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The Bush Biography as Damage Control

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A popular rant among book critics is that autobiographies are acts of vengeance in which the writer gets to publicly strike back at his enemies for eternity.

There's something to that, but in recent years, autobiographies by public figures have increasingly become exercises in damage control. The people who write them are presumably controversial enough to merit a book contract, and sufficiently motivated by the indignities of having been misunderstood to rehash for the public things that they may prefer, remain well, unhashed.

President George W. Bush's new book, Decision Points, falls into the damage control category -- vindictiveness being more a Nixon-Carter trait than a Bush one -- and will serve as the cornerstone of the never-ending battle to write history.

One of the realities of crisis management is that timing matters more that strategy, and timing is on Bush's side with his book's release. Despite the fabled power of Bush's PR team to control public opinion, he left office despised to seismic degrees not felt since Nixon did his tortured salute when he boarded Marine One for the last time.

For Bush, the dividend of being a near-universal target of wrath is that there's nowhere else to go but up. There are qualities about "43" that come through in his book, which would have landed with a Mission Accomplished-y splat had it been published during President Obama's two-year canonization.

For one thing, Bush reminds us in Decision Points that he is not a man of Jeffersonian brilliance, a perverse endearment that contrasts starkly with Obama's divinity. It's a tonal thing with Bush, not an explicit declaration or specific revelation.

That a middling student led the country during exceptional times makes the book all the more interesting given that his successor, who was declared Lincoln 2.0 before even being sworn in, is having such a tough go of it lately.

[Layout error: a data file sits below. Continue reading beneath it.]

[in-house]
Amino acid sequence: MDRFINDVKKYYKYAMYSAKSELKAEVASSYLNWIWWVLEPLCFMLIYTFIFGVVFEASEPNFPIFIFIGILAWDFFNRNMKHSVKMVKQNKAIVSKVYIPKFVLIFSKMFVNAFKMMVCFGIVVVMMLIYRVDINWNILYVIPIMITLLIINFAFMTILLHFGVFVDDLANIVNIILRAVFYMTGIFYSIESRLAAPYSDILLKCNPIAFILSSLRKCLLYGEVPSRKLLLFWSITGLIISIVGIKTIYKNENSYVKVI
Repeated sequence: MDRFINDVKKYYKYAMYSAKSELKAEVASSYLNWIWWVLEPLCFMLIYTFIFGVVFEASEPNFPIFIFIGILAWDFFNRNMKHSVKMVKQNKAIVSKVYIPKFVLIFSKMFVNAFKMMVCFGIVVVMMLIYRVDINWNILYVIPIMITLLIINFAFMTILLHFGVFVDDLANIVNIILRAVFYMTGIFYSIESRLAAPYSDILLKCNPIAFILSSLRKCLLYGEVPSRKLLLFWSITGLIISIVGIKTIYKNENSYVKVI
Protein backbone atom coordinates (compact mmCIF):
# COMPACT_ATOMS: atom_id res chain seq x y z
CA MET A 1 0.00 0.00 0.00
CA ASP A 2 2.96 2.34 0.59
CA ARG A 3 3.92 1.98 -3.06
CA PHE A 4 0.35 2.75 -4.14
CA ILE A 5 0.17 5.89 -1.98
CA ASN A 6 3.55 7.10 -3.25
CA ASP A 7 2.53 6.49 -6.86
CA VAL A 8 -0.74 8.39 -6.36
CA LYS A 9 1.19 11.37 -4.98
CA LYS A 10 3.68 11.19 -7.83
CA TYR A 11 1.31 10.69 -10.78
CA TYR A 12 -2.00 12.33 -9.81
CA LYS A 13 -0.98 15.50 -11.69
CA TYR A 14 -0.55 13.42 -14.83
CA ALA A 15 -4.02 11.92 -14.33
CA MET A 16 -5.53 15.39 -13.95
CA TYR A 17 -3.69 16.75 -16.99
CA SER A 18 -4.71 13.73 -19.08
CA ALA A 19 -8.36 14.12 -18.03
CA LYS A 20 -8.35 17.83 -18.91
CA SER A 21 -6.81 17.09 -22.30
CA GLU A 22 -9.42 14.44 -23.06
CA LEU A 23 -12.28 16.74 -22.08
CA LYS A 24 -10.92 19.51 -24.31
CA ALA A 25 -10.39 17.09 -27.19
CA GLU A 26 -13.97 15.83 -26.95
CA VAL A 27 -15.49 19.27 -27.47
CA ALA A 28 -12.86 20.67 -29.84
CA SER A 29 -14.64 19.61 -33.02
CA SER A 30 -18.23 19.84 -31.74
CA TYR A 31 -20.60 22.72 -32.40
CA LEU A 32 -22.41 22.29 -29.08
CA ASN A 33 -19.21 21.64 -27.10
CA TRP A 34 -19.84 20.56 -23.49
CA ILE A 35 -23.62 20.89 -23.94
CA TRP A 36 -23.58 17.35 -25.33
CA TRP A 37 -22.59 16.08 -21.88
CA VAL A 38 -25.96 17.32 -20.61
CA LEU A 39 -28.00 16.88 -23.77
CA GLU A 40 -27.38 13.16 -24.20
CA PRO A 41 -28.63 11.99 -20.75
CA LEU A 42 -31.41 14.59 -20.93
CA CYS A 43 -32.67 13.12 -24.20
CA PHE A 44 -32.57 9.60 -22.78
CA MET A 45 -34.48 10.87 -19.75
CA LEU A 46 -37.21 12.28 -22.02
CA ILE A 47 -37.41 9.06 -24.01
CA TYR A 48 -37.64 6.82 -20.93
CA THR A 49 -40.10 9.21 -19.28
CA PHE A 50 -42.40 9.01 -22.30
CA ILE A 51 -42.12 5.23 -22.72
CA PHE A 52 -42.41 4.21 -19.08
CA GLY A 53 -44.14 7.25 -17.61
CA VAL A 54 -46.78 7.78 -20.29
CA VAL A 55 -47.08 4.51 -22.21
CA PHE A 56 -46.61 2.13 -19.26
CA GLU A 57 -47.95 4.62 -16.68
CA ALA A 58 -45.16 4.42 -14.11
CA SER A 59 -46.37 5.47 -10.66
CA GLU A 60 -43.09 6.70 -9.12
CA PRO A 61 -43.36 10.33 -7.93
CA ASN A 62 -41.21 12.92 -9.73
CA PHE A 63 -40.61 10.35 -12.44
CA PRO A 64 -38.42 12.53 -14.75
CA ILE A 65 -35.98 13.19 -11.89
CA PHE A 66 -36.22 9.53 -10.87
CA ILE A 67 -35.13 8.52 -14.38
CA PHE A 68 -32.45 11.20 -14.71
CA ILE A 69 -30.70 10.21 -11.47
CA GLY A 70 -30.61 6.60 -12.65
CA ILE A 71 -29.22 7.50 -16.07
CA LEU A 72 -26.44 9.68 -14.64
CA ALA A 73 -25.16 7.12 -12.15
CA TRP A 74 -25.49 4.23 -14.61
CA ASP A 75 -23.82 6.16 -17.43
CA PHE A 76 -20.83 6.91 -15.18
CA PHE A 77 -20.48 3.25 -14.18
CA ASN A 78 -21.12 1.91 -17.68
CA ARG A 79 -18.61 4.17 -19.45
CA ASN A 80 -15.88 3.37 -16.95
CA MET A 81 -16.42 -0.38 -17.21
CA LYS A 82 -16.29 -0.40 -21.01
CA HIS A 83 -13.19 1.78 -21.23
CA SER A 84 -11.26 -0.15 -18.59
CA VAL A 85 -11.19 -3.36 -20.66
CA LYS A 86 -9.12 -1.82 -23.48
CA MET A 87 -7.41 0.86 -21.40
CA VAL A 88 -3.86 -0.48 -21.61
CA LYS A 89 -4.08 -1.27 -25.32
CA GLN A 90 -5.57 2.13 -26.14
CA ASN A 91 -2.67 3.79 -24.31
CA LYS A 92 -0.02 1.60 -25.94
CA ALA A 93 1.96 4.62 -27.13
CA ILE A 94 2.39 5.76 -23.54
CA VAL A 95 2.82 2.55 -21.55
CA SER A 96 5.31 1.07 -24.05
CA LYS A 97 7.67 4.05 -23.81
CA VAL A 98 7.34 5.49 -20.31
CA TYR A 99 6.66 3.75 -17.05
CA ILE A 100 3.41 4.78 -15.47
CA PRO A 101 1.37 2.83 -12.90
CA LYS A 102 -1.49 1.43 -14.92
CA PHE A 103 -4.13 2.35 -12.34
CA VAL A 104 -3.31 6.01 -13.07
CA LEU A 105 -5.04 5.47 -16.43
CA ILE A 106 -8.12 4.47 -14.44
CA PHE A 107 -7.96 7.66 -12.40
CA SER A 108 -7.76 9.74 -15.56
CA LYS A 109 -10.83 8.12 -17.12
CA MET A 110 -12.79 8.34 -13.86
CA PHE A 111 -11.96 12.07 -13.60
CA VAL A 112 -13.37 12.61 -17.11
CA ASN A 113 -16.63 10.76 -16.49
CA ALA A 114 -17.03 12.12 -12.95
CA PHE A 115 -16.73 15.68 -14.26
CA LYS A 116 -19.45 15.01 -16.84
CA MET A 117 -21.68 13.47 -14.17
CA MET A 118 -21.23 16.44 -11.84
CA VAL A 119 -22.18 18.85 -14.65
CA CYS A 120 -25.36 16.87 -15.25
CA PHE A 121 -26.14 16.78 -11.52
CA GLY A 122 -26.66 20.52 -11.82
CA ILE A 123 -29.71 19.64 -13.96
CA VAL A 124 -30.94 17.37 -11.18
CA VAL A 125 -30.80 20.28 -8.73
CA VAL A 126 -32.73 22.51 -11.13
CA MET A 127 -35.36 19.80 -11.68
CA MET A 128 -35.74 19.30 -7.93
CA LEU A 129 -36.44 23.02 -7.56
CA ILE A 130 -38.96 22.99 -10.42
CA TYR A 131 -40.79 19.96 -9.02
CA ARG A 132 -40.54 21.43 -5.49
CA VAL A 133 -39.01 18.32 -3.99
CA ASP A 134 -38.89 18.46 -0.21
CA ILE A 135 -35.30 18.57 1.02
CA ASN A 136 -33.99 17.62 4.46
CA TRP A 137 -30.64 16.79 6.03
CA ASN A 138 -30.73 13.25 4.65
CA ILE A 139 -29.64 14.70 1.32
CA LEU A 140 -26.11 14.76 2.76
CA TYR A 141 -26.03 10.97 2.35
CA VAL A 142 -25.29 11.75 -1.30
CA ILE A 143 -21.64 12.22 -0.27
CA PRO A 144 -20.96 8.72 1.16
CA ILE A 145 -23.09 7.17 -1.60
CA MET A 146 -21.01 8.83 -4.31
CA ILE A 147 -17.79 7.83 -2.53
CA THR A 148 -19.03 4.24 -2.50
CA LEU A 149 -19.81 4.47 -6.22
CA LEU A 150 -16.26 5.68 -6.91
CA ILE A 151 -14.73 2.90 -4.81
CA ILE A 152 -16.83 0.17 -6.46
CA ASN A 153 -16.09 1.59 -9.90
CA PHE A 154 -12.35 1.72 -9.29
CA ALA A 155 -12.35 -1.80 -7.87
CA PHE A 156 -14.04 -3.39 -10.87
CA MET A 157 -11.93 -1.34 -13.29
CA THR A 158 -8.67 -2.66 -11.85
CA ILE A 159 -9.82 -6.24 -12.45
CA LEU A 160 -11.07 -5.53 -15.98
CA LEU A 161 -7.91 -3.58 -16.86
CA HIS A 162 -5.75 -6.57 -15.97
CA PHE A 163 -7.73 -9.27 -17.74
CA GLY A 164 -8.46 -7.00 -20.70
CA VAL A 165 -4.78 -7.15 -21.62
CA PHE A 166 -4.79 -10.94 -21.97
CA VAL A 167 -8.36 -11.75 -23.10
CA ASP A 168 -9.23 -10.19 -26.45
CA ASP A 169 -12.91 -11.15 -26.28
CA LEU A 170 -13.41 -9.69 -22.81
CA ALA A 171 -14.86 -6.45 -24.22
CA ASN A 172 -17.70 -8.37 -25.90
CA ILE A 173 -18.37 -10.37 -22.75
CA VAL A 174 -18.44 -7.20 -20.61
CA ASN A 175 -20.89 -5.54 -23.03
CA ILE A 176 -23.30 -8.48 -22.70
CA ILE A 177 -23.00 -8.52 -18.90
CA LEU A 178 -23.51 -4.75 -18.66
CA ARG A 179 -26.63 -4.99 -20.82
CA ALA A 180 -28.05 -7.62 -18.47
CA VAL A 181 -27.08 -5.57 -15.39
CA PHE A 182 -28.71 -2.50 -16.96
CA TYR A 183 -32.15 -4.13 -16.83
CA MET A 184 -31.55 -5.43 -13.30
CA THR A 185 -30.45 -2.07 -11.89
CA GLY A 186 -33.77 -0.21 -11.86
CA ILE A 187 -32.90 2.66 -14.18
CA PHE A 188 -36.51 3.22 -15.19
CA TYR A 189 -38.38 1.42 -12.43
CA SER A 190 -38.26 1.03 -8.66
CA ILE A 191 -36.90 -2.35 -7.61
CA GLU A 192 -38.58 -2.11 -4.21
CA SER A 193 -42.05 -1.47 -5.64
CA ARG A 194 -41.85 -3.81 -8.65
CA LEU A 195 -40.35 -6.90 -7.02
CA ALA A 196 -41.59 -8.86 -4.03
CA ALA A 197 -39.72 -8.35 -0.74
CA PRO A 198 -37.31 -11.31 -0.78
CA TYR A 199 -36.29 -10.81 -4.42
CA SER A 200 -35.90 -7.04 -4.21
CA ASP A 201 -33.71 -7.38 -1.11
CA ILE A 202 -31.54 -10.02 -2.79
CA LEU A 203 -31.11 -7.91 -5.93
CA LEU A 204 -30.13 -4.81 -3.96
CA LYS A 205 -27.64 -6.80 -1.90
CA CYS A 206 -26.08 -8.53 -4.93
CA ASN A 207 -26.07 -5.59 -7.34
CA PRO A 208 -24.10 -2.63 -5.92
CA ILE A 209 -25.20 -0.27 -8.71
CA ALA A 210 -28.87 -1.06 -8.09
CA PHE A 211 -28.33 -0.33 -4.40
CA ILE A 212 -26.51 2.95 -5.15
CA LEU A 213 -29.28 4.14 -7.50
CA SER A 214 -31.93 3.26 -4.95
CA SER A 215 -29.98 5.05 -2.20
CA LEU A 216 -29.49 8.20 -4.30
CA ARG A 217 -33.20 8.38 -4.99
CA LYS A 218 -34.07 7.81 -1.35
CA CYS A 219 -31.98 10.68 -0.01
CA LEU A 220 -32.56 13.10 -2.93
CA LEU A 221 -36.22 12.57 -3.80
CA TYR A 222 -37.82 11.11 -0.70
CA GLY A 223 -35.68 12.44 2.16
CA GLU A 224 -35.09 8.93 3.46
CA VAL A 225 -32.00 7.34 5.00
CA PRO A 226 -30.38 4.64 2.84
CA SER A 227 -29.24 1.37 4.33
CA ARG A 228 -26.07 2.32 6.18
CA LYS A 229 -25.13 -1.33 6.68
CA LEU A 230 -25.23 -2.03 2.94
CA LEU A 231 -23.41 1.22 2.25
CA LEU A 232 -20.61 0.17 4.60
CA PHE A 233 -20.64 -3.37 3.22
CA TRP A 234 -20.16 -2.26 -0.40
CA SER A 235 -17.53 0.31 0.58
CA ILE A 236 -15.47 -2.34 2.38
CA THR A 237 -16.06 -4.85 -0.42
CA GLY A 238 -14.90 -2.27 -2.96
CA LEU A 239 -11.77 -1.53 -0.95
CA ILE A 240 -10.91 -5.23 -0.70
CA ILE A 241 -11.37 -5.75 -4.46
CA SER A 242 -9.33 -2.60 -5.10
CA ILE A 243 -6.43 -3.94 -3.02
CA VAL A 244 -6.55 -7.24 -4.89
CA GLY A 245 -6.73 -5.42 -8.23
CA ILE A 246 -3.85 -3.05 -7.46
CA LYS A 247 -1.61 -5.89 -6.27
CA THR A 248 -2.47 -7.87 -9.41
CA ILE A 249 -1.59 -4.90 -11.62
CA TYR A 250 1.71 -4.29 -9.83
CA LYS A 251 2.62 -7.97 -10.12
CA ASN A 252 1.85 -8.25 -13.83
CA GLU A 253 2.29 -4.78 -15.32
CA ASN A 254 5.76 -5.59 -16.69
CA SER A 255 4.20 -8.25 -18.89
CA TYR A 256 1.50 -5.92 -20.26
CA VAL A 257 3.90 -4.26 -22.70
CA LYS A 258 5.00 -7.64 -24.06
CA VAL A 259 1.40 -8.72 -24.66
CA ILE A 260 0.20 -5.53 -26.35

Americans have a complicated relationship with exceptionality: We are transfixed by it, wanting it for ourselves, but secretly pray for its failure in others. If somebody's going to think he's better than we are, we want to see that magic working, pronto. In this regard, Obama's radiance has betrayed him lately. If you rise by juju, you fall by juju when you fail to pull silver dollars from children's ears.

When someone without the pretense of greatness, however, confirms that he is exactly who we thought him to be -- he can merchandize his actions more credibly as having done his best given the circumstances. We are more likely to give Mr. Normal credit for the good things that happened on his watch and less likely to hold him responsible for failing to work miracles.

Obama promised us morning in America, and indeed we've got it, but with a scorching hangover. This is true even if the core events were not of his making.

Bush's everyman appeal is the source of what moral authority he had -- and still has in some places. Somehow, as the conversational, warm and sometimes even funny, tone of Decision Points underscores, he emerged from Rooseveltian blueblood society with Truman's horse sense.

Some will still contend that Bush's nickel-word use is further proof that he's dumber than dog dirt, but the legend of Republican imbecility has been the GOP's secret weapon since Lincoln's heyday. That's right, the campaign literature of the times labeled Lincoln a moron, too.